A Quick Shoutout to Universal Search (aka Spotlight) on iPadOS

Photo: Josh Ginter

Over the years, my iPad-centric workflow has seen a lot of apps come and go. But I realized the other day that one of the utilities I depend on most often isn’t a download; it’s not a subscription service; it’s not even something I imagine most people know about (outside of Apple nerd circles anyway).

I’m talking about Universal Search.

This is essentially macOS’ Spotlight feature but on iPadOS. It does most of the same things too, and if you use a keyboard with your iPad, you can even invoke it with the same shortcut that longtime Mac users know and love — CMD+Space — no matter what you’re doing or what app you’re in.

I must use this thing at least a dozen times a day without even thinking about it. It’s so useful for all sorts of things: launching apps (especially ones tucked deep down in folders), firing off shortcuts, doing quick calculations and currency conversions, looking up info on the web, getting definitions for words I’m not sure about, and more.

The shortcut-launching thing is maybe the neatest one for me, especially for shortcuts I have saved to my iPad’s home screen. For example, I have a shortcut that takes any rich text I’ve copied from somewhere (usually the web), converts it into a Markdown blockquote, and opens 1Writer (my writing app of choice), where I can simply paste the output — something I use all the time in blog posts and for research/note-taking purposes.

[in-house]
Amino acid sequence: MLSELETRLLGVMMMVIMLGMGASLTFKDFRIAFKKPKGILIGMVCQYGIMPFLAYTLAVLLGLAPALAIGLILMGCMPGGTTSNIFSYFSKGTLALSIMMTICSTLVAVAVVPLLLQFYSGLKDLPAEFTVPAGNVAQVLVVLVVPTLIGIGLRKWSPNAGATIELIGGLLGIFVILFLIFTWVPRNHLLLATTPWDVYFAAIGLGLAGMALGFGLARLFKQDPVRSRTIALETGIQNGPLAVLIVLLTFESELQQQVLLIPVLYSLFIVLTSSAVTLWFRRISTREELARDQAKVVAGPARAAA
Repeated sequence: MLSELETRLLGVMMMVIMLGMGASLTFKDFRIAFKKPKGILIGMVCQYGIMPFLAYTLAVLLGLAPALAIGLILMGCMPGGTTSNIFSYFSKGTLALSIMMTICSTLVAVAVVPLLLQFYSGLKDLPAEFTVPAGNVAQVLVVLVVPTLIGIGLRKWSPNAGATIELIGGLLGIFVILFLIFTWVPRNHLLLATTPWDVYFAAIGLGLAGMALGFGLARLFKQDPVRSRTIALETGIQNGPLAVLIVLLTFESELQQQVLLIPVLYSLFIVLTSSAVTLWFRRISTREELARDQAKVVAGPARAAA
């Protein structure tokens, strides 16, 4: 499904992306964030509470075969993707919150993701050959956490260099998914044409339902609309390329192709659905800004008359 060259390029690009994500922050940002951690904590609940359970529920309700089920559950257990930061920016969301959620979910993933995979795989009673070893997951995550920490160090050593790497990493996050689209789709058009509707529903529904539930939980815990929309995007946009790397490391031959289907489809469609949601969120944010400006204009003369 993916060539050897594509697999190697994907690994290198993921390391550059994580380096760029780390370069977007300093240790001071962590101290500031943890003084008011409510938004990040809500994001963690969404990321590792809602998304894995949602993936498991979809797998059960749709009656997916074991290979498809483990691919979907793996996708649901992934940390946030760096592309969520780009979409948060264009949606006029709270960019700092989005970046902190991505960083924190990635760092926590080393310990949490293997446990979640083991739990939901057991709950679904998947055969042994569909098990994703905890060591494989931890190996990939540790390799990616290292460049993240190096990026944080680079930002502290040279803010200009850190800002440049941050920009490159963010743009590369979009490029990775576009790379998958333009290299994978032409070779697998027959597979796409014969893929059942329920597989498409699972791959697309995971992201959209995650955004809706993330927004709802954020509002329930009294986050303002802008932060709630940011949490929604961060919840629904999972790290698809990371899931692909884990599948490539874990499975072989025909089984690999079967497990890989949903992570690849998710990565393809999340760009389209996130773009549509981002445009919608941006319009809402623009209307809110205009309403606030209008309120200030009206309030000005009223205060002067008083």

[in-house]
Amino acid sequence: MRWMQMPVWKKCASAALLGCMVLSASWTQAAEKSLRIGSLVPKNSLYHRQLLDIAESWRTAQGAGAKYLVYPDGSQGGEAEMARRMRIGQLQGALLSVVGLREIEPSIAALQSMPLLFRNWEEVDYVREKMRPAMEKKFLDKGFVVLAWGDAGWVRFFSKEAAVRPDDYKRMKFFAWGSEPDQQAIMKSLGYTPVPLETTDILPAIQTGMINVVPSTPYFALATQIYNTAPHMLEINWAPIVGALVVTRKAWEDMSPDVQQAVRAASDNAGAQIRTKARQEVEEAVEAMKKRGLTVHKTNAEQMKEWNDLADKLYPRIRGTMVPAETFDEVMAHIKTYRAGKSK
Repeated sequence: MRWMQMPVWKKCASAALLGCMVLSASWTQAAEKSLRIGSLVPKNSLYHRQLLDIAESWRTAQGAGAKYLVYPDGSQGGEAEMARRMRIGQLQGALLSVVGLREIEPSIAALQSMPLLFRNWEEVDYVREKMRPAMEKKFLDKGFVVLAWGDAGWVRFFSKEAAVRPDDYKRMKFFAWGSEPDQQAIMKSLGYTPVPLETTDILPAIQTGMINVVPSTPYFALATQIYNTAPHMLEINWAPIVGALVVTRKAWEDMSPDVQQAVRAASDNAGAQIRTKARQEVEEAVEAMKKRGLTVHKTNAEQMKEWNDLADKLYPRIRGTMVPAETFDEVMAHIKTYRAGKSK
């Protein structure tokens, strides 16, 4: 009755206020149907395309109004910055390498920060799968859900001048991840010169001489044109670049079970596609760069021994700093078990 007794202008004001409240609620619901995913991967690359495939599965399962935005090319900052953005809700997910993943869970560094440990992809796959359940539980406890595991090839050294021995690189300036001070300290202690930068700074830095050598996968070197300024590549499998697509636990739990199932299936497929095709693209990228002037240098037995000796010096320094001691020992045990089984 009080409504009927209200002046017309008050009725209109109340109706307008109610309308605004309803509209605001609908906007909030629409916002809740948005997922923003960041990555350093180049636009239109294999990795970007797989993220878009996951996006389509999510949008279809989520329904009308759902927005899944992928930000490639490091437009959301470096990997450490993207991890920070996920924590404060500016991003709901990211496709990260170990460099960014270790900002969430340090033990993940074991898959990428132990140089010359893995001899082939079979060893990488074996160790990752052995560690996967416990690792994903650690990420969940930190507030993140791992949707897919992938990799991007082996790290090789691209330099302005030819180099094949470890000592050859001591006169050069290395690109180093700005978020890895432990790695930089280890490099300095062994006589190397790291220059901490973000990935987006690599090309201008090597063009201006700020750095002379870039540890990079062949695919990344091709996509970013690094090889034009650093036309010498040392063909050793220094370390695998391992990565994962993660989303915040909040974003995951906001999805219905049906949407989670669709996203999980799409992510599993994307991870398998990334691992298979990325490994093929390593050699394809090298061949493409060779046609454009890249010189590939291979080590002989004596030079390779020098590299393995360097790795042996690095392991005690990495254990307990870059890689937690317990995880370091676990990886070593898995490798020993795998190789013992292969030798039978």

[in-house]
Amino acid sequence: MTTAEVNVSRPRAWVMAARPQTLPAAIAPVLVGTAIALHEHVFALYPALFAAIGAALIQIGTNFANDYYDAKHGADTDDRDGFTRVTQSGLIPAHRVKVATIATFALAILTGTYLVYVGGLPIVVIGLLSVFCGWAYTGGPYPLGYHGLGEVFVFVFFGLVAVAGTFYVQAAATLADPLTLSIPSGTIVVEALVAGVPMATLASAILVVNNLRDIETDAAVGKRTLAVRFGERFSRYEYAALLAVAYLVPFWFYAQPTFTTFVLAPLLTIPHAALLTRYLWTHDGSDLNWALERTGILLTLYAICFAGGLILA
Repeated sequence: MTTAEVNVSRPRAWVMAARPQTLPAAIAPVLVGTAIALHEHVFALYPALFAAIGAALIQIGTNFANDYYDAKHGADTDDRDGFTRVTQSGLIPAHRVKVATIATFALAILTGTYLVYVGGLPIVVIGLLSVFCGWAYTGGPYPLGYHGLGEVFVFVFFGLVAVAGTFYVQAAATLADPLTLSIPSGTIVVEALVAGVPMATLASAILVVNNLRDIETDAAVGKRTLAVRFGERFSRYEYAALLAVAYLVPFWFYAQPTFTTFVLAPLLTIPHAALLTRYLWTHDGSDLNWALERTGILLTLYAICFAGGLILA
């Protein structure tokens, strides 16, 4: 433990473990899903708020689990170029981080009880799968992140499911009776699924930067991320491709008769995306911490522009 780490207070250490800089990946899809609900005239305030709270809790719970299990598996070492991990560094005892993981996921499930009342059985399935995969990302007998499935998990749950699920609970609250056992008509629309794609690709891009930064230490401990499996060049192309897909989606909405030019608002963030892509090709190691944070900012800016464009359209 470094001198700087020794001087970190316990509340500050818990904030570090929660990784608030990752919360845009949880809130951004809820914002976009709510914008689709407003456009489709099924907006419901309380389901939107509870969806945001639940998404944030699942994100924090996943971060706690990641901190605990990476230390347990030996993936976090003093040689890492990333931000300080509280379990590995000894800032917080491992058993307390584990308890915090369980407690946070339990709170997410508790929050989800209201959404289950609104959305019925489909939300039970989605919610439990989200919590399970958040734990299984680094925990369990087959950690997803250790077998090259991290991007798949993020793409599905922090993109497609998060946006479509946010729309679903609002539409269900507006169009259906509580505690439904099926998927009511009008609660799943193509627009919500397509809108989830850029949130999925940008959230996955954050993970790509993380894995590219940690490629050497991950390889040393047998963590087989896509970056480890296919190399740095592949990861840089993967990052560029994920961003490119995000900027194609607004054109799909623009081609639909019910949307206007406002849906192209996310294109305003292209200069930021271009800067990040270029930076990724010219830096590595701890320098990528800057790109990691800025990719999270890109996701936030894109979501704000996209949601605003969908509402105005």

And because I have that shortcut saved to my home screen as “RTF → MD”, I can simply hit CMD+Space, type md, the saved shortcut comes up as the first result, and I hit Enter to get it going. Easy peasy.


The currency conversion thing also comes in handy more often than you’d think. I occasionally come across products to write about here on T&T that are listed in a non-US currency, and I find myself launching Universal Search to do the conversion so I can mention it in the post. Saves the reader a little time, I feel like.


So yeah, this is easily one of the most useful tools in my iPad arsenal, and if you’re not already using it yourself, you really should start. It’s getting better than ever too.